After our visit, we wind back downhill to the station, where we could continue onward to the end at Montbovon, but we will get there by another route and instead return to Bulle on the next train. Here we do not depart but rather swing off on another direction (kinda westward) and wind back and forth thru many rolling little hills, fields, and scattered settlements. At Chatel-St-Denis we again encounter a "Y" type station where we enter, then reverse direction (due to no room to turn around) and exit back the same way thru a switch to continue , then run awile further and merge back with the mainline we had left earlier at Palizeux. We catch the next local westward and crest a gradual climb at Puidoux-Chebrex where a local line cuts southward that I wanted to ride, but the delay is almost an hour so we continue into Lausanne.

The approach is dramatic, as the country plunges about a thousand feet down to the shore of Lake Geneva, and the rail line cuts down the escarpment on a gradual grade, with some tunneling. The whole mountainside is mostly grapevines, with the cliffside being terraced with concrete, brick, and rock walls to make it usable in strips for cultivation. As we gradually drop down (travelling roughly northwest), the mainline that skirts the water that we will ride back in the opposite direction becomes closer and closer and we merge just before the Lausanne station.

Lausanne sits astride all the western Swiss rail lines and is EXTREMELY busy. The mains go further west to Geneva, back down the lakefront to the Rhone Valley, Brig, and Italy, back up the main we have just traversed to Bern & Zurich, and northward to Yverdon - Neuchatel - Biel/Bienne and eventually Basel on the French/German border. A few miles north the line also splits westward into France, and TGV trains use this line between Paris and Lausanne (although high-speed is only on special trackage in France - here the TGV's run at normal train speed). Toss in local service on all the mains plus several local lines, and you can see why the station is jumping.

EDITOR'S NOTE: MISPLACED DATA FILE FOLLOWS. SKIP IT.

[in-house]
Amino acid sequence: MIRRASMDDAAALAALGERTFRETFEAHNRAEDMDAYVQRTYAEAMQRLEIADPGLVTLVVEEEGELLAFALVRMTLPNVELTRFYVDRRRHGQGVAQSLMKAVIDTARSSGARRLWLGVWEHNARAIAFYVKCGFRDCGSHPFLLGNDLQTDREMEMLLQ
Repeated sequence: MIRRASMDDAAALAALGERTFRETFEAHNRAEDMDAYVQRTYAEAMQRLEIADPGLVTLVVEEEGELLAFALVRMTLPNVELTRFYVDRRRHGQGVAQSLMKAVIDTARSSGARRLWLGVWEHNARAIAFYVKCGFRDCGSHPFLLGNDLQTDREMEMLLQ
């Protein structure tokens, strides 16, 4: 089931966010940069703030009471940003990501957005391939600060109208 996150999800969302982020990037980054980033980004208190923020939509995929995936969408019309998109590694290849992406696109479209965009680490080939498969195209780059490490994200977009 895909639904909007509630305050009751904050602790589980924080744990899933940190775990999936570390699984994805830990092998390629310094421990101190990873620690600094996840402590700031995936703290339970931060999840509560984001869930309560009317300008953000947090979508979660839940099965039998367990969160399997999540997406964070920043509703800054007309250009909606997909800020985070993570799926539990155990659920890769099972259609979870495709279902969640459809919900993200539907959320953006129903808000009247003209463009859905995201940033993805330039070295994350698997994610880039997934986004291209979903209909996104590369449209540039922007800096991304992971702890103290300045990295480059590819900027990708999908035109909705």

Anyhow, we grab the next train back down the lakefront, passing a castle to the next major city of Montreaux, where we make a transfer to a narrow gauge platform of the MOB railway on the "Panorama Express", a line that runs various glass-topped viewing cars for the scenic ride over the mountains. As we depart the train immediately climbs a ramp in the yard and begins a steep climb up the slopes (much much higher here than where we dropped down to Lausanne) and we reverse directions many times as we continue an ascent up the mountainside. Occasionally there is no place to turn and we enter looping tunnels, and climb so high that the lake below fades in the haze. It seems like if you got out and started to roll, you would fall about 5 miles! We reach snow level, then proceed up a valley, enter a long tunnel, and emerge into a high mountain pass with heavy snow and forest. A short while later we reach Montbovan and the line where we could have come from Gruyere (but missed some spectacular scenery).

We continue onward up a valley with a gradual climb and pass thru resort areas of Chateau-D-Oex and Gstaad with lots of snowplay going on, then swing down a hillside with several loopbacks into the town of Zweismissen and the end of the MOB and narrow gauge. Another narrow gauge line runs south to a resort area of Lenk, but we board the regular Swiss system train here on a local bound for Interlaken and head eastward down a long gradual descent. At Spiez, we transfer to the next train headed north and arrive back in Thun in a few minutes.

We departed at 7:15am, and have arrived back at 5:30pm for anyone wondering how long this trip was. We spent about an hour at Gruyere, the rest of the time was short transfers (none over 15 minutes wait) and travel.

Today - 10 more trains (39 so far), 220 miles (944 to date). Tomorrow, off on my own to travel the "Jura" region while the ladies again attempt to jump-start the local economy.

Powered by MSN TV